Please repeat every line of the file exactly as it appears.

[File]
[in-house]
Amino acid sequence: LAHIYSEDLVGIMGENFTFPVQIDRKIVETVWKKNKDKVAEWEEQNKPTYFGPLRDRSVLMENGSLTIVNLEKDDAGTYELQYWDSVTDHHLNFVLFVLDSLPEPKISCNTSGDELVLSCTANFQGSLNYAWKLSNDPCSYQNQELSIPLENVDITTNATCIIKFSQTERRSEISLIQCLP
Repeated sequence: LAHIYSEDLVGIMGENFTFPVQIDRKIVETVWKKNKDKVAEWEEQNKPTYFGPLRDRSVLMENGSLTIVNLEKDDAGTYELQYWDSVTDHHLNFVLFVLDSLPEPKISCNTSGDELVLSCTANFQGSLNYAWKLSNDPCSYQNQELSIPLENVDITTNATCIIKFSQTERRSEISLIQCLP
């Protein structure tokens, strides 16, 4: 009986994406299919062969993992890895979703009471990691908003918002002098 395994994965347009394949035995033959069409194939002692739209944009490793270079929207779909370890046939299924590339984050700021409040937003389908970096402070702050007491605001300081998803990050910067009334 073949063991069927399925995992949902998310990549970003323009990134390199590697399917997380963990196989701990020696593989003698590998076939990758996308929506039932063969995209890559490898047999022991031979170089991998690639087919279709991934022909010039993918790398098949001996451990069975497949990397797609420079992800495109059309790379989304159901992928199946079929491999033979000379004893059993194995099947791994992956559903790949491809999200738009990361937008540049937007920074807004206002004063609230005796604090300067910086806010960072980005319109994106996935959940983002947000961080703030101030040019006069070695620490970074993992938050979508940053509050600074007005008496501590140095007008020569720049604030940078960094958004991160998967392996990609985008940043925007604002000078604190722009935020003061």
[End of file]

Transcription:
[in-house]
Amino acid sequence: LAHIYSEDLVGIMGENFTFPVQIDRKIVETVWKKNKDKVAEWEEQNKPTYFGPLRDRSVLMENGSLTIVNLEKDDAGTYELQYWDSVTDHHLNFVLFVLDSLPEPKISCNTSGDELVLSCTANFQGSLNYAWKLSNDPCSYQNQELSIPLENVDITTNATCIIKFSQTERRSEISLIQCLP
Repeated sequence: LAHIYSEDLVGIMGENFTFPVQIDRKIVETVWKKNKDKVAEWEEQNKPTYFGPLRDRSVLMENGSLTIVNLEKDDAGTYELQYWDSVTDHHLNFVLFVLDSLPEPKISCNTSGDELVLSCTANFQGSLNYAWKLSNDPCSYQNQELSIPLENVDITTNATCIIKFSQTERRSEISLIQCLP
């Protein structure tokens, strides 16, 4: 009986994406299919062969993992890895979703009471990691908003918002002098 395994994965347009394949035995033959069409194939002692739209944009490793270079929207779909370890046939299924590339984050700021409040937003389908970096402070702050007491605001300081998803990050910067009334 073949063991069927399925995992949902998310990549970003323009990134390199590697399917997380963990196989701990020696593989003698590998076939990758996308929506039932063969995209890559490898047999022991031979170089991998690639087919279709991934022909010039993918790398098949001996451990069975497949990397797609420079992800495109059309790379989304159901992928199946079929491999033979000379004893059993194995099947791994992956559903790949491809999200738009990361937008540049937007920074807004206002004063609230005796604090300067910086806010960072980005319109994106996935959940983002947000961080703030101030040019006069070695620490970074993992938050979508940053509050600074007005008496501590140095007008020569720049604030940078960094958004991160998967392996990609985008940043925007604002000078604190722009935020003061």